Predictably, we’re now beginning to see a higher volume of hybrid and fully electric vehicles come through our gates at Ace Breakers. Recycling the body shells and other standard parts is nothing new to us but we’ve had to relearn the way we handle their rechargeable batteries i.e. the large lithium-ion battery packs that power them.

There’s no argument that electric vehicles (EVs) and their batteries are a hot topic of conversation right now. Despite being at the cutting edge of innovation, questions still linger about the longer-term impact on sustainability and the environmental footprint of these new types of batteries, mainly around the mining of the raw materials and the cost of the energy needed to manufacture and/or recycle them.

Despite this, the plan is still to phase out petrol and diesels to meet the government’s ambitious 2030 plan to halt the sale of cars with fossil fuel-burning engines. Although the lithium-ion battery was invented way back in 1976, it’s only recently that they’ve been mass-produced to power vehicles as well. This raises the question of what to do with them when they reach the end of their natural life due to their size, weight and, more importantly, being potentially dangerous if not handled properly.

Varta lithium-ion battery, Museum Autovision, Altlussheim, Germany

A very old Varta lithium-ion battery on display at Museum Autovision, Altlussheim, Germany – Image courtesy of Claus Ableiter, CC BY-SA 4.0, via Wikimedia Commons

Resale

When an EV battery’s performance dips below the threshold for powering a vehicle efficiently (which is typically around 70-80% of its original capacity), it is often described as “end of life” – although this doesn’t necessarily mean it’s the end of its useful life. Instead, it marks the beginning of a new journey through recycling or “repurposing”. Above this threshold, and assuming the battery isn’t damaged, this valuable spare part can simply be resold.

Repurposing

If it’s below the percentage/capacity threshold, an EV battery can still find a second lease of life. The UK is now seeing as raft of new companies that are leading the way in giving these batteries new tasks to perform such as energy storage for homes, businesses and other buildings. This approach not only extends the battery’s lifespan but also alleviates the pressure on recycling facilities and reduces waste.

Recycling

Although the recycling of EV batteries is a fairly complex process, it’s becoming far more common as more and more batteries reach the end of their useful life. Once the battery is removed from the car or van, it’s transported to a specialised recycling facility where it undergoes an initial assessment. This is to confirm that it can no longer be repurposed.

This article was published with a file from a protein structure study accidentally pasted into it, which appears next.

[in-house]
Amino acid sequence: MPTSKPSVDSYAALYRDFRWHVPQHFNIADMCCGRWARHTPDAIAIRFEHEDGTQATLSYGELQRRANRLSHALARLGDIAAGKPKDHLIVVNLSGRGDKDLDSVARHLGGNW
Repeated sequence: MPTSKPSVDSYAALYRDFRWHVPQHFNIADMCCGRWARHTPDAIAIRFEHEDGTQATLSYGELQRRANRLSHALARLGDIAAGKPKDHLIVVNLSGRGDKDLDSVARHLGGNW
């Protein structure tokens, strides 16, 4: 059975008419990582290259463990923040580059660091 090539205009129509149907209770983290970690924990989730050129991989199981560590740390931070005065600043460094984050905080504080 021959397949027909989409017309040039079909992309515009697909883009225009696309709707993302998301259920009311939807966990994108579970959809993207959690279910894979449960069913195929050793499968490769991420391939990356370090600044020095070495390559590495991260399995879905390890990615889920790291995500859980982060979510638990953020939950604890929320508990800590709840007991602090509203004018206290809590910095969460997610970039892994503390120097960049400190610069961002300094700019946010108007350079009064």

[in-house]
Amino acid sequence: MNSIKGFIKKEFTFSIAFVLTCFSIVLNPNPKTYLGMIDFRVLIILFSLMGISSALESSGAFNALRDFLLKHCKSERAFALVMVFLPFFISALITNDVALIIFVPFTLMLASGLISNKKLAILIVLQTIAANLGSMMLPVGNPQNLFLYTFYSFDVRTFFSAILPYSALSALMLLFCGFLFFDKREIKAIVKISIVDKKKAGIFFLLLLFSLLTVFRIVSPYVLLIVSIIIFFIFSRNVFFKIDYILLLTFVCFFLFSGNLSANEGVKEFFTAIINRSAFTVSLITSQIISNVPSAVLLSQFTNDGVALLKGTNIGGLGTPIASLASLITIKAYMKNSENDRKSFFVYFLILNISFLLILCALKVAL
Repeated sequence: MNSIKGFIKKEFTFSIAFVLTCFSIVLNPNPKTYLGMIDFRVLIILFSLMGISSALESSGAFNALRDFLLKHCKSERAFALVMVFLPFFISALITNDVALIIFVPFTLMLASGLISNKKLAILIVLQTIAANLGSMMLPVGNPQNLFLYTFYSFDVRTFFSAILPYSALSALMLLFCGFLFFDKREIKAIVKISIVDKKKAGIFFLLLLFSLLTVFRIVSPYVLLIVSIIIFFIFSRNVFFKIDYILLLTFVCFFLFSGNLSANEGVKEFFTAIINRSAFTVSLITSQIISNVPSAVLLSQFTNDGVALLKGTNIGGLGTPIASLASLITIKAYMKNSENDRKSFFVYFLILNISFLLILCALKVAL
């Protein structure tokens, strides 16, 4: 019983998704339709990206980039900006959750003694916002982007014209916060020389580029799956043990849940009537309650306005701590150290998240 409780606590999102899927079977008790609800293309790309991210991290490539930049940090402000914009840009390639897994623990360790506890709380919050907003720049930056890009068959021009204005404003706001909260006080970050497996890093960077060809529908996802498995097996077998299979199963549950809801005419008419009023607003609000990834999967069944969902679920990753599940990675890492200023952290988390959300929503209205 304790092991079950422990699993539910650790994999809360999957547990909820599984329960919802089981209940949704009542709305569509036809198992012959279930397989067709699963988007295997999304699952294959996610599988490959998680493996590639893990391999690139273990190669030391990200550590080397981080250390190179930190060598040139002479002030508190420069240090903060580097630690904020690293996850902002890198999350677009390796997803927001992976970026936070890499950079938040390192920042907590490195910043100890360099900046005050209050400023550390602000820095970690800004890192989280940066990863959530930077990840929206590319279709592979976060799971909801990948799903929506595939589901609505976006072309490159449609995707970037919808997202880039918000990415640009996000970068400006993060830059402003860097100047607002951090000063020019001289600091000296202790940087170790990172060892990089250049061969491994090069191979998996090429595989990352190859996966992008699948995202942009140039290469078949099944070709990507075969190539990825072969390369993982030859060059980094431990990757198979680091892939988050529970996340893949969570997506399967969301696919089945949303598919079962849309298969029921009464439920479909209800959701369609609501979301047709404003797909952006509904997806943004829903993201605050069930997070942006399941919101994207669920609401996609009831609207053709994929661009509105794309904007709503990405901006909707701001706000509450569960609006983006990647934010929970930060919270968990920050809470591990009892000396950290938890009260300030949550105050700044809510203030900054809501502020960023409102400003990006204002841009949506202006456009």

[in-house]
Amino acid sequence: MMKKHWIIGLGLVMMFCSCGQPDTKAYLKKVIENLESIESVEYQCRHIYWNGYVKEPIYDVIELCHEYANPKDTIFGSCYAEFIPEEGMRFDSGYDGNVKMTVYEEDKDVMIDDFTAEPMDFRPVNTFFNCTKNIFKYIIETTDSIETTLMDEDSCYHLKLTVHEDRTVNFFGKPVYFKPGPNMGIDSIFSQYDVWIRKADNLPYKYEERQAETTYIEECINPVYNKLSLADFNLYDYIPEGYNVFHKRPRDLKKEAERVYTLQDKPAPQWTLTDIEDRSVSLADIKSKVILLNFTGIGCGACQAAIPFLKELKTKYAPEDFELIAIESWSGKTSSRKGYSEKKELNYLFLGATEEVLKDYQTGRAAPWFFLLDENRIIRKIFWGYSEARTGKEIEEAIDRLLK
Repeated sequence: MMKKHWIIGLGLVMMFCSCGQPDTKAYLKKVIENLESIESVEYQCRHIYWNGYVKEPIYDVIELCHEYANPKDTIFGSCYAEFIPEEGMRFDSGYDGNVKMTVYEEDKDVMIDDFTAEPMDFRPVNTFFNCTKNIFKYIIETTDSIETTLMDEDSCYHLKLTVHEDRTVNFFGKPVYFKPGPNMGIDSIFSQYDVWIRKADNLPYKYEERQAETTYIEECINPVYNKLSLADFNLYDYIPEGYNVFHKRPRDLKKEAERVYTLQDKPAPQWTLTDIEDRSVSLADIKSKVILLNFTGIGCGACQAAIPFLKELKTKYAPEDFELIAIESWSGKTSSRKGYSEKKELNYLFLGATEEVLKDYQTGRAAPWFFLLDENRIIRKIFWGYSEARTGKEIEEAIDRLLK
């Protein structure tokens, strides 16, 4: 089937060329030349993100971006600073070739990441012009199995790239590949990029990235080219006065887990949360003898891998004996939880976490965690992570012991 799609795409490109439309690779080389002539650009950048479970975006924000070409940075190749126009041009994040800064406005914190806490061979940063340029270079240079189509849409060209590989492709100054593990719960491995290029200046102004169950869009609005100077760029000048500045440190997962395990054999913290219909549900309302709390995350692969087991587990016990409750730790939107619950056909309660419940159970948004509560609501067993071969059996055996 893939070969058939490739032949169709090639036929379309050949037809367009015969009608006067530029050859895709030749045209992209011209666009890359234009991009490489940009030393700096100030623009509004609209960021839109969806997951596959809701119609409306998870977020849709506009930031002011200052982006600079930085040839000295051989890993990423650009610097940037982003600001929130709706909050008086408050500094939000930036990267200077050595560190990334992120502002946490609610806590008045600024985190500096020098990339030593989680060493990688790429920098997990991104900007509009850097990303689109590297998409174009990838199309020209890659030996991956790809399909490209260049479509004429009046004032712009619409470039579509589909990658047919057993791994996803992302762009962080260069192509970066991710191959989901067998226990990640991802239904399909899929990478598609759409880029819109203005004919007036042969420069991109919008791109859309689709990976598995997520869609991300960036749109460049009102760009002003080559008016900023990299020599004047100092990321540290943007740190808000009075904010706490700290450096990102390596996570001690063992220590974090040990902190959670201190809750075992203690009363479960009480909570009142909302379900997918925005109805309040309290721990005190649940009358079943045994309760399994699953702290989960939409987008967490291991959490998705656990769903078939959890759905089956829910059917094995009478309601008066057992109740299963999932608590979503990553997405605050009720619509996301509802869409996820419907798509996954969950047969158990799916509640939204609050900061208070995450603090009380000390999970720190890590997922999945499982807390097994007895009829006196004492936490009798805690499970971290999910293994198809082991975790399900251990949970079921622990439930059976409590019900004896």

If recycling is the only viable option, the next step is to discharge any remaining power from it and then carefully dismantle it. Dismantling is a highly precise process that involves separating the valuable materials in the battery such as lithium, cobalt and nickel from the less valuable ones such as stainless steel, aluminium and plastic.

This can include shredding or crushing the battery cells to create a “black mass” that contains a mixture of lithium, along with other metals like cobalt, nickel and manganese. Due to the high environmental and monetary cost of mining, it’s crucial that these valuable materials can be reused again once recycled.

The black mass powder created when an EV battery is ground up

The black mass powder created when an EV battery is ground up

Current difficulties

Even though EV battery recycling has come on in leaps and bounds in recent years, the process still faces its fair share of challenges. The diverse range of battery chemistries and designs complicates the recycling process meaning that there isn’t a one-size-fits-all all approach to the process. Also, the rapid evolution of EV battery technology means that recycling methods must remain flexible and be able to adapt to new battery types and materials.

It’s also worth noting that the economic aspect can’t be ignored because the cost of recycling must be balanced against the value of the recovered materials. Assuming that the market for EVs continues to grow (and this is by no means certain), economies of scale should in theory improve the viability of recycling operations and reduce costs.

So, despite its difficulties and technological challenges, the notion of a circular economy for EV batteries is not only appealing but necessary too and creating a sustainable loop that benefits both the economy and the environment is almost certainly achievable.

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